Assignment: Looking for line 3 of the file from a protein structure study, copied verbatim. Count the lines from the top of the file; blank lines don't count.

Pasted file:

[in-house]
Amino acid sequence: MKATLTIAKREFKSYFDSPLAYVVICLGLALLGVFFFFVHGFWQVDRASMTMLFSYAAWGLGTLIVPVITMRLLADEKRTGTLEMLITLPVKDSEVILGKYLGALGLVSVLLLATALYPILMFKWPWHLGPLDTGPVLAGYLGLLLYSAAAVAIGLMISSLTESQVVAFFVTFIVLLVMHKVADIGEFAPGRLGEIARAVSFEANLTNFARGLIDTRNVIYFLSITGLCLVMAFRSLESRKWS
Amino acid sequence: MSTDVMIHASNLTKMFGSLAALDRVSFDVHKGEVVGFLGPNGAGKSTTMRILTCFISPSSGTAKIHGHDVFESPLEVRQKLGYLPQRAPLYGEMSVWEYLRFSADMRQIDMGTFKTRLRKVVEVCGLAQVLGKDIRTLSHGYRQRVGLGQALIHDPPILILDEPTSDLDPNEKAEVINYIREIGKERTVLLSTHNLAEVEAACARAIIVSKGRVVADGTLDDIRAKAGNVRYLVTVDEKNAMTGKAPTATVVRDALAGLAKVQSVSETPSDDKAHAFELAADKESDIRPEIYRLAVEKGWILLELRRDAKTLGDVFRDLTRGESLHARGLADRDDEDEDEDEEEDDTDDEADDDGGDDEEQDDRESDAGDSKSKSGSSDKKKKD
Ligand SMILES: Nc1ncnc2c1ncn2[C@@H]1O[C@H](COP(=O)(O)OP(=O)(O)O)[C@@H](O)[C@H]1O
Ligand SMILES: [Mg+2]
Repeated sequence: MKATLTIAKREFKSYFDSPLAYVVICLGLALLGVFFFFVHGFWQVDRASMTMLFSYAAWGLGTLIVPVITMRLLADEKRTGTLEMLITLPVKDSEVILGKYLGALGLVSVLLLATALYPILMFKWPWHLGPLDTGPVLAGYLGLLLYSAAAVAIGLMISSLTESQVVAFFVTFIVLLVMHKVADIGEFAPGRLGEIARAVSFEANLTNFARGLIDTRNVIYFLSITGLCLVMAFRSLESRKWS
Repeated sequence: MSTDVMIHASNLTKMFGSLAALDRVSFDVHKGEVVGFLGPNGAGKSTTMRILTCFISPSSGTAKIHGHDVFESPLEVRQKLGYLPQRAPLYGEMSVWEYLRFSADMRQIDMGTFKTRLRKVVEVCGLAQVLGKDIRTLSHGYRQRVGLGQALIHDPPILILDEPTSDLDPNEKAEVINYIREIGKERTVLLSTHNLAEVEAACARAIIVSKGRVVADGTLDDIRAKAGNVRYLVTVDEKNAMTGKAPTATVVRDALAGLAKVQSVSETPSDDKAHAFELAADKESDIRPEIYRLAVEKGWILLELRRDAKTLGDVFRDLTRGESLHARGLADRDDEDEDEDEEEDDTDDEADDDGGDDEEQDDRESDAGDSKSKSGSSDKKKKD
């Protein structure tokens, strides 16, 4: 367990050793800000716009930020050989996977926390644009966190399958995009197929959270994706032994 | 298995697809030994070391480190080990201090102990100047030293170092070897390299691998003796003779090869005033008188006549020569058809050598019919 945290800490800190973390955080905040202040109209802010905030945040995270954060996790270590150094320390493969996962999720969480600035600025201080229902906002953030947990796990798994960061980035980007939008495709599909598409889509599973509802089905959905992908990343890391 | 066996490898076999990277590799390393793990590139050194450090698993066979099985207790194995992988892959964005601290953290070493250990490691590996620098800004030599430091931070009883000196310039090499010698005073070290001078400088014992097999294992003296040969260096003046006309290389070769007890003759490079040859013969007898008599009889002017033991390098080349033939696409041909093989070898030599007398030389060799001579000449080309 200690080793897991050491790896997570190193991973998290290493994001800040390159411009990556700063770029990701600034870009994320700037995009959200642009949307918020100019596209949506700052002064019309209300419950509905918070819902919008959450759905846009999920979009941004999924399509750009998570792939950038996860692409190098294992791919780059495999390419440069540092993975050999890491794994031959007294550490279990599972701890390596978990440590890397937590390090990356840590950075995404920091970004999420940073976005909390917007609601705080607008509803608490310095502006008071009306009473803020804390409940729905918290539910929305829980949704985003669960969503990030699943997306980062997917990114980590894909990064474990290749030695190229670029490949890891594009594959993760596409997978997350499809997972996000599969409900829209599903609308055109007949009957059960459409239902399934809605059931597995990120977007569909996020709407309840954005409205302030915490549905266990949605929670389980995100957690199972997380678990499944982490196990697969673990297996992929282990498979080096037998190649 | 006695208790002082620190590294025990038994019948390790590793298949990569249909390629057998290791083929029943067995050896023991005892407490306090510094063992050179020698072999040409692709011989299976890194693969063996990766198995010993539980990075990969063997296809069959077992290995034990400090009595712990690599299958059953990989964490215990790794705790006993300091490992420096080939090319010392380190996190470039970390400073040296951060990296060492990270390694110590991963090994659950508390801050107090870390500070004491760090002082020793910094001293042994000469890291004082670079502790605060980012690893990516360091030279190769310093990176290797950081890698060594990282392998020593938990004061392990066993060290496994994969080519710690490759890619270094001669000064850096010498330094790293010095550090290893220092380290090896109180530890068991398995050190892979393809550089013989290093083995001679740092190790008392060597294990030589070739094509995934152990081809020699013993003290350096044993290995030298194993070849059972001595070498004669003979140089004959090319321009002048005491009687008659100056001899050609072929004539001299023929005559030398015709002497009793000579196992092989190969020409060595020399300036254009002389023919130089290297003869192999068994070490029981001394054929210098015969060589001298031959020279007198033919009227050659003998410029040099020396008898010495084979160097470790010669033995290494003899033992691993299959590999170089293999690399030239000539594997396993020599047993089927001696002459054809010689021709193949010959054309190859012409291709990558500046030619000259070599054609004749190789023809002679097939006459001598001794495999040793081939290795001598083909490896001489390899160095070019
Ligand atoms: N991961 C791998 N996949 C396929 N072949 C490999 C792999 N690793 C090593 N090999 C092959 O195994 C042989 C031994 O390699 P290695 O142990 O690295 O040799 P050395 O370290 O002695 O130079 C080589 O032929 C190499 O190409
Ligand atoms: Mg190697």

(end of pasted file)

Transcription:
Amino acid sequence: MSTDVMIHASNLTKMFGSLAALDRVSFDVHKGEVVGFLGPNGAGKSTTMRILTCFISPSSGTAKIHGHDVFESPLEVRQKLGYLPQRAPLYGEMSVWEYLRFSADMRQIDMGTFKTRLRKVVEVCGLAQVLGKDIRTLSHGYRQRVGLGQALIHDPPILILDEPTSDLDPNEKAEVINYIREIGKERTVLLSTHNLAEVEAACARAIIVSKGRVVADGTLDDIRAKAGNVRYLVTVDEKNAMTGKAPTATVVRDALAGLAKVQSVSETPSDDKAHAFELAADKESDIRPEIYRLAVEKGWILLELRRDAKTLGDVFRDLTRGESLHARGLADRDDEDEDEDEEEDDTDDEADDDGGDDEEQDDRESDAGDSKSKSGSSDKKKKD